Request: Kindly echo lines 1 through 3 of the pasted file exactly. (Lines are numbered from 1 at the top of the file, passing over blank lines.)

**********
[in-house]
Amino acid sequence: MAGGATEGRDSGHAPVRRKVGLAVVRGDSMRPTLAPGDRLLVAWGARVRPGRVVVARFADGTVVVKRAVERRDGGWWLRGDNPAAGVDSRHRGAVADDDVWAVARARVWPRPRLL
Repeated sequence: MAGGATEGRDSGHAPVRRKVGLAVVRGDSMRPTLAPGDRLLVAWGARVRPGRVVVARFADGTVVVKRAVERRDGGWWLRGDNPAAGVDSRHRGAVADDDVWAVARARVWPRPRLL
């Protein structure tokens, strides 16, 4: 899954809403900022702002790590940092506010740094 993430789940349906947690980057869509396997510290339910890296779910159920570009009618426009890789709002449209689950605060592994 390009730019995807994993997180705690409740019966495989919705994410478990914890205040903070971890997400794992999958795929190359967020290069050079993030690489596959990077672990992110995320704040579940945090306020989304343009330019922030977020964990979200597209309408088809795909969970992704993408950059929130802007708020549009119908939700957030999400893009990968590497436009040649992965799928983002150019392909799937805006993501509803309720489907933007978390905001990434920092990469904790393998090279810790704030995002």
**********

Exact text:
[in-house]
Amino acid sequence: MAGGATEGRDSGHAPVRRKVGLAVVRGDSMRPTLAPGDRLLVAWGARVRPGRVVVARFADGTVVVKRAVERRDGGWWLRGDNPAAGVDSRHRGAVADDDVWAVARARVWPRPRLL
Repeated sequence: MAGGATEGRDSGHAPVRRKVGLAVVRGDSMRPTLAPGDRLLVAWGARVRPGRVVVARFADGTVVVKRAVERRDGGWWLRGDNPAAGVDSRHRGAVADDDVWAVARARVWPRPRLL